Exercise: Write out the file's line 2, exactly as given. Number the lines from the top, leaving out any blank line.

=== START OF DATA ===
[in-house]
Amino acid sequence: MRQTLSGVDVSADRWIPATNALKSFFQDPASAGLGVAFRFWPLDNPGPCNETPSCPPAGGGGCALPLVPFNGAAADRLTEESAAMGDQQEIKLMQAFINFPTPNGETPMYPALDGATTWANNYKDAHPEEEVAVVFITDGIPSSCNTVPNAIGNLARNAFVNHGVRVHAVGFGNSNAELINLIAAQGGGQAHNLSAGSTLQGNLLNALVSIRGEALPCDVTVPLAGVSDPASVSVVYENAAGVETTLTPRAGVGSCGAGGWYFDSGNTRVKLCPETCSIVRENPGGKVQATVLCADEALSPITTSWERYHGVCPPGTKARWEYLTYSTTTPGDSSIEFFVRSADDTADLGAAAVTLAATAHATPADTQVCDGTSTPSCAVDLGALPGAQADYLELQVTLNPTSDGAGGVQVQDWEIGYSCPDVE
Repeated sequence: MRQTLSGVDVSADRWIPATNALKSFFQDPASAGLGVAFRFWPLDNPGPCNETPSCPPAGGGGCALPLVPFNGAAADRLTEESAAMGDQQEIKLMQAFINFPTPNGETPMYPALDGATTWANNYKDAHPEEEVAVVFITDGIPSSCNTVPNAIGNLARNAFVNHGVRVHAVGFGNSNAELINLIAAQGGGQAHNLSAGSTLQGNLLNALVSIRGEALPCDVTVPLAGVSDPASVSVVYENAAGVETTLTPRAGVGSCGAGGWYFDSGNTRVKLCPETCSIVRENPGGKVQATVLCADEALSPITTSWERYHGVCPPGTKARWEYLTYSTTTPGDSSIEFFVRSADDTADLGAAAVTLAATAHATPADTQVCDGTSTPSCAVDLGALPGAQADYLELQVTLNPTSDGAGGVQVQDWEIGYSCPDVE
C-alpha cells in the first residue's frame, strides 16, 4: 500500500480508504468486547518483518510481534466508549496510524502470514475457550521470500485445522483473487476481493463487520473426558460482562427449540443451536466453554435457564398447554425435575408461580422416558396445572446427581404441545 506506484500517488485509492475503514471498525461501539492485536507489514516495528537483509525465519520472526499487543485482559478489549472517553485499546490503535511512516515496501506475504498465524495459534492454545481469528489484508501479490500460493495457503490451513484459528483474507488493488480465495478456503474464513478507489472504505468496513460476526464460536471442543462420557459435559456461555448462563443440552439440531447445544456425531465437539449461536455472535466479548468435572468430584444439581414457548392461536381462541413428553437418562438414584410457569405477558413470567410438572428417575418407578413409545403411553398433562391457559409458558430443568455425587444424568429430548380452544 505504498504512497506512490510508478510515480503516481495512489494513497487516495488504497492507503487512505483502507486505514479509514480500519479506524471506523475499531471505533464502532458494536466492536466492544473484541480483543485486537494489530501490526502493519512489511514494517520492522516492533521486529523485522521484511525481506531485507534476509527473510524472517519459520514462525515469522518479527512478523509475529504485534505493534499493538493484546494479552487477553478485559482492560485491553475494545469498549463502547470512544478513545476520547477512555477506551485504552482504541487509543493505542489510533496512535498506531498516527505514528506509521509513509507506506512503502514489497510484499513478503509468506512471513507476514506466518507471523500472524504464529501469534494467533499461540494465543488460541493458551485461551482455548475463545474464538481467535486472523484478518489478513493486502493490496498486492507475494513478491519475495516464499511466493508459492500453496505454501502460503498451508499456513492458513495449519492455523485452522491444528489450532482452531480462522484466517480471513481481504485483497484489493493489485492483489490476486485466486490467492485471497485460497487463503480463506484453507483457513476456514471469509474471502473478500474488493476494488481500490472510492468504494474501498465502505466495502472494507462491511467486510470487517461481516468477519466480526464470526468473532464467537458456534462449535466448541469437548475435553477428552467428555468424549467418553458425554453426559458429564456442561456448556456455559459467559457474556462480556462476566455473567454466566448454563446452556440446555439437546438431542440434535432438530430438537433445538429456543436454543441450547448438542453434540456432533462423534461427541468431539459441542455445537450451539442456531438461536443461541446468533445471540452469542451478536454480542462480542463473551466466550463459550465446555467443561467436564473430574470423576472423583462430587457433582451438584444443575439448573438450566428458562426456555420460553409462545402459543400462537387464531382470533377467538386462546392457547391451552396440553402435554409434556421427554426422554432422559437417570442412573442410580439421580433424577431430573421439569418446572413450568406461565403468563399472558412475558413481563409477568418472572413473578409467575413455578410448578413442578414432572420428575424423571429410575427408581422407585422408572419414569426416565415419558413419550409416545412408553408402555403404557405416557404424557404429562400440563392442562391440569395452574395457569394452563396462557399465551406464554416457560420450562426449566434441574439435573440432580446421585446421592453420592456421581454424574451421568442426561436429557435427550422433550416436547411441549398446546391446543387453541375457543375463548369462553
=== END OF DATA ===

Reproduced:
Amino acid sequence: MRQTLSGVDVSADRWIPATNALKSFFQDPASAGLGVAFRFWPLDNPGPCNETPSCPPAGGGGCALPLVPFNGAAADRLTEESAAMGDQQEIKLMQAFINFPTPNGETPMYPALDGATTWANNYKDAHPEEEVAVVFITDGIPSSCNTVPNAIGNLARNAFVNHGVRVHAVGFGNSNAELINLIAAQGGGQAHNLSAGSTLQGNLLNALVSIRGEALPCDVTVPLAGVSDPASVSVVYENAAGVETTLTPRAGVGSCGAGGWYFDSGNTRVKLCPETCSIVRENPGGKVQATVLCADEALSPITTSWERYHGVCPPGTKARWEYLTYSTTTPGDSSIEFFVRSADDTADLGAAAVTLAATAHATPADTQVCDGTSTPSCAVDLGALPGAQADYLELQVTLNPTSDGAGGVQVQDWEIGYSCPDVE